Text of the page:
For a summary of this case that discusses the facts, a short synopsis of the law, and its implications, please see our blog post. This summary goes through the court’s opinion more carefully for those who are interested in the parties’ respective arguments and the court’s analysis.

The Background

This case involved a dispute between Children’s Hospital Central California (the “Hospital”) and Blue Cross California. Hospital and Blue Cross operate under various contracts, but in this instance, the contract had lapsed for a ten-month period. The case concerned services provided to patients enrolled in the Medi-Cal managed care plan, under which the California Department of Health Care Services (“DHCS”) pays a monthly fixed fee per patient to Blue Cross. In turn, when services are rendered, Blue Cross pays the Hospital. Opinion at 3. The services at issue were part of “post-stabilization care,” which, unlike emergency care, is not mandated by state and federal law, and may require pre-authorization by a health plan for reimbursement.

For mandated emergency care, the Hospital is required by law to accept from Blue Cross the amount it would receive directly from DHCS for those services—the average California Medical Assistance Commission (“CMAC”) rate. Opinion at 4. When the Hospital billed Blue Cross for the emergency and post-stabilization services, Blue Cross paid the CMAC rate for both types of services. The Hospital then brought a claim for additional moneys for the post-stabilization services, requesting the difference between the CMAC rate and the “reasonable and customary value” for those services. The Hospital claimed that the reasonable and customary value was equal to the amount billed, which came from its charge master. Opinion at 5.

The appeals court’s ruling sent the case back to the trial court. However, on July 17, Children’s Hospital petitioned the California Supreme Court to hear the case, arguing that the ruling “disrupts the carefully established balance between plans and providers during contract negotiations,” and that it “will have a profound and fundamental impact on the way in which health care is delivered to patients in California.” The hospital warned that the ruling would give plans and providers less incentive to enter into contracts that benefit consumers. It remains to be seen whether the state’s high court will take the case, and, if so, whether it will agree.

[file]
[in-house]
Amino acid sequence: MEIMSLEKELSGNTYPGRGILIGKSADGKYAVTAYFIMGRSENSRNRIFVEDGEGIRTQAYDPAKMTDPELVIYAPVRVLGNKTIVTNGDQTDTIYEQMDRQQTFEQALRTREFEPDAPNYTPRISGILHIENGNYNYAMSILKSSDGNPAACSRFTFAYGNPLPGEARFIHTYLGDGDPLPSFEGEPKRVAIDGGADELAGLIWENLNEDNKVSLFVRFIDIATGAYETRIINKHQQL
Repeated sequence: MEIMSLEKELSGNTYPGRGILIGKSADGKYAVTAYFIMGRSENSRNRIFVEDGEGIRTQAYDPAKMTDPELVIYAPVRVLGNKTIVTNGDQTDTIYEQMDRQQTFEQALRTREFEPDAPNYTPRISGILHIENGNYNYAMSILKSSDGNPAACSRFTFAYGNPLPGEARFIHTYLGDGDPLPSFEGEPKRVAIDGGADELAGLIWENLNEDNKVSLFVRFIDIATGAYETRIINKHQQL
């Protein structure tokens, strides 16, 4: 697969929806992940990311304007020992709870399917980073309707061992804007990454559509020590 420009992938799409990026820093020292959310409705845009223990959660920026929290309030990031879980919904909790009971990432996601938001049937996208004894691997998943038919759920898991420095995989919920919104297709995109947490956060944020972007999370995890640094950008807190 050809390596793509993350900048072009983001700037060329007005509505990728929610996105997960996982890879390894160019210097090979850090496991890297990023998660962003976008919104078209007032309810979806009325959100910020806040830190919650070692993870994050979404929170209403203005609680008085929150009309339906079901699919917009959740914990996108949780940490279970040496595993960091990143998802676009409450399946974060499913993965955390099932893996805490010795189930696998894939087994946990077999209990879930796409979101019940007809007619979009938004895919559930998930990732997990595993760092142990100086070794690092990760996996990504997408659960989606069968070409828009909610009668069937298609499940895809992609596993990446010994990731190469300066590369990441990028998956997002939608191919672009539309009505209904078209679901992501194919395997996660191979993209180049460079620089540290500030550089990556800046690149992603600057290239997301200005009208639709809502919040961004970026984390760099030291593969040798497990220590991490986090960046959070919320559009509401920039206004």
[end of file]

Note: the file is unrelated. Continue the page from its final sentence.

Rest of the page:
The Parties’ Arguments

The Hospital relied on California Code of Regulations 28 § 1300.71(a)(3)(B), which provides a six-prong test for determining reasonable and customary value for non-contracted parties in claims settlements (if there were a contract, payment terms would be governed by that agreement). The reg names the six factors to be considered as: (1) the provider’s training, qualifications, and length of time in practice; (2) the nature of the services provided; (3) the fees usually charged by the provider; (4) prevailing provider rates charged in the general geographic area in which the services were rendered; 5) other aspects of the economics of the medical provider’s practice that are relevant; and (6) any unusual circumstances in the case ….” Opinion at 5-6. Blue Cross argued that the reg supported its position that the billed amounts represented the reasonable and customary values for the services rendered.